Saturday, February 13, 2016

Jenni Joyce: "I Fell in Love With This Career More Than I Could Have Ever Imagined."

Jenni Joyce was a child actor, performing on stage from a very young age. That experience set her on the path to the career she has today.

“I was always interested in journalism,” she said. “I was always asking questions.”

When she was 16, her singing teacher connected her with Carol Erickson, who was then a weather person at CBS3.

Jenni began making weekly trips from her childhood home in Cherry Hill to Old City, where CBS3 was located. She made that commute regularly for the next three years until they ultimately hired her.

“I fell in love with this career more than I could have ever imagined,” she said.

By then, she was a broadcast journalism student at Temple. She continued working at CBS3 until she graduated a semester early, in 2006.

She took her first on-air reporting job in The Bronx at News12. She was a one-man band, showing up at locations in a News 12 Prius with a bunch of equipment – camera, tripod, microphone, etc. She shot and edited video, including stand-ups.

“Every day was so exhausting,” she said, noting that one-man band reporters are becoming more and more common in broadcast journalism.

She did stints at CBS 21 in Harrisburg and at Action News here in Philly before landing at Fox 29. These days, she is a general assignment reporter, filling-in on the anchor desk when needed.

Most days begin with staff meetings, where everyone presents story ideas.

“If you’re not bringing anything to the table, it’s not good,” she said.

She reads the local newspapers and websites, follows a lot of social media, connects with various organizations and she looks for national stories that she can put a local spin on.

“Eventually people will start coming to you with story ideas,” Jenni said.

For the evening news, she’ll begin gathering interviews and b-roll around 6 pm and then write the script by 8:45. It goes to her director for approval by 8:45 and the photographer begins editing around 9:00. She usually goes live during the 10 pm newscast.

“I love what I do,” she said. “You learn so much about people. You go on adventures with them.”

Here are a few things she said that stood out to me: 

• Finding a good story isn't always easy. Sometimes, you need to pull people aside. "Engage them," Jenni said. "Get to the heart of the story."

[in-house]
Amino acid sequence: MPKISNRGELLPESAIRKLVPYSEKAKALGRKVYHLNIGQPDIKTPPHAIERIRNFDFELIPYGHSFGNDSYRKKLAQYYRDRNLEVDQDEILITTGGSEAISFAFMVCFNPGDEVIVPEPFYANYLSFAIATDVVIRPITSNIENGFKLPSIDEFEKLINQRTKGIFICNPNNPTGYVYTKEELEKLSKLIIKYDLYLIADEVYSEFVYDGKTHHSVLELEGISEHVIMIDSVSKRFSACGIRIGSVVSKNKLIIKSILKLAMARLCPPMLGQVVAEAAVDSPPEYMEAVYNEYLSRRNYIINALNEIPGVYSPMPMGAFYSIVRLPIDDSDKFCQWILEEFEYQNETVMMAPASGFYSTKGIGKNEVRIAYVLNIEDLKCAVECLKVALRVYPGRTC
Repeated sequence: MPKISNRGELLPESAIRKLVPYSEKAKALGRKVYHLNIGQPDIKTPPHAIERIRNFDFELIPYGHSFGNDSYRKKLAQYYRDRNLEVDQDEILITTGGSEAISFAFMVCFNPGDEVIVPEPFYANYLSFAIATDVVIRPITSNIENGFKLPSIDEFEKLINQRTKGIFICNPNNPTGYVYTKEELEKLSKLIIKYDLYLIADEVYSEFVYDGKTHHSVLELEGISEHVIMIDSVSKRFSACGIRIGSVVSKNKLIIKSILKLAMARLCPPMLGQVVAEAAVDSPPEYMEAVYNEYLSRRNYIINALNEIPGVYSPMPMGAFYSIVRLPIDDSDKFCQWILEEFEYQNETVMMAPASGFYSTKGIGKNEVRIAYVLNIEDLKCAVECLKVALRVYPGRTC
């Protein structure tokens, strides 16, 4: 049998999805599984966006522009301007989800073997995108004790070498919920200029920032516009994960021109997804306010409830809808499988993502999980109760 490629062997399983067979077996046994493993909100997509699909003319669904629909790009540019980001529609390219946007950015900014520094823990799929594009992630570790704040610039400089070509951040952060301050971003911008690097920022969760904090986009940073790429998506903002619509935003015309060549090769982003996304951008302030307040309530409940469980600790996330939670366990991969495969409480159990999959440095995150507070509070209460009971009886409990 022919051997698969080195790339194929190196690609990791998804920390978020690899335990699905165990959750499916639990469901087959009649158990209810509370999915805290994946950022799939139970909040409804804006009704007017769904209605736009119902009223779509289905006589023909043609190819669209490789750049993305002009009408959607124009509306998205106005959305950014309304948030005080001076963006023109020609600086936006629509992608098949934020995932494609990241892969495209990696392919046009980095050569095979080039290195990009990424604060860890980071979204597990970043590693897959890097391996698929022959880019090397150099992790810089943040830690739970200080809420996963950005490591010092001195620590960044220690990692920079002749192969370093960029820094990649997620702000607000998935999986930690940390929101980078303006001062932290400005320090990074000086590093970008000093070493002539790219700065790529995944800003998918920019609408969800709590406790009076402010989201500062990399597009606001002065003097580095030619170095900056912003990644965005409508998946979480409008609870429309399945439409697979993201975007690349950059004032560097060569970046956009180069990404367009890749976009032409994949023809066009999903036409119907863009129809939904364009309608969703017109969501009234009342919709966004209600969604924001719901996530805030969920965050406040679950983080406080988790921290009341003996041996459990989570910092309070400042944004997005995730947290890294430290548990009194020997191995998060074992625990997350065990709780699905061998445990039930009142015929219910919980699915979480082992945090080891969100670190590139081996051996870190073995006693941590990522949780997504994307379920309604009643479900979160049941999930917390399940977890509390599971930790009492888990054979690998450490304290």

• Having good writing skills is crucial to putting a story together. "Writing is everything," she said, and then quoted a former boss, "If you're a good writer, you can go anywhere."
• When she was new to the industry, she would DVR her reports, watch them and critique herself. That's how she improved.
• In addition to her on-air reporting and anchoring, she regularly tweets and updates her Facebook page. Recently, she has been presenting live video feeds via Facebook Mentions.
• Fox 29 is a local news station and they do not have the same political agenda as the Fox Network.
• As a broadcast journalist, your appearance matters. "You have to look put together," Jenni said.
• Because she is on television, viewed by thousand of people every evening, she gets recognized, which kind of makes her a celebrity in town. "I really don't think about it," she said.
• As a journalist, she is always working. Everywhere she goes, she's looking for story ideas. But she makes sure to have a personal life. "I make sure to go to happy hour every week," she said. "I need that outlet."

What stood out for you?


Nadira Goffe said...

I thought it was really interesting when Jenni said that she didn't see the local news as being as biased as the larger news stations that report nationally. I always had assumed that the biases were as strong on the local level as they are on the national level. I do still feel that there is a certain bias on the local level when seeing the types of people that reporters choose to interview or what have you, but I though it was interesting hearing from her perspective what it's like when people make assumptions about here and her beliefs or political alignment.

Paulina Freed said...

I really enjoyed Jenni's presentation and loved that I got to hear from a temple journalism alum who is not much older than I am. It's definitely a lot more interesting to hear from someone who was in your shoes not too long ago. I originally came to temple as part of the acting concentration within the theatre major. It was funny to find out that we came from very similar backgrounds, having acting in theatre and film since we were young. While I am not interested in broadcast journalism specifically, it was still really cool to hear about her experiences. I also found it interesting how early in her presentation she discussed the issue of news biases. Hearing that she was from Fox news, i automatically assumed that her show (even though local) would have very bias news stories, favoring conservatives. Although Jenni says that her local Fox newscast is run separately from the national Fox newscast, I wonder if they would be able to get away with doing a story that put conservatives in a very negative light. This goes back to what we were talking about in class the other day about who really controls the message.

Jenny Stein said...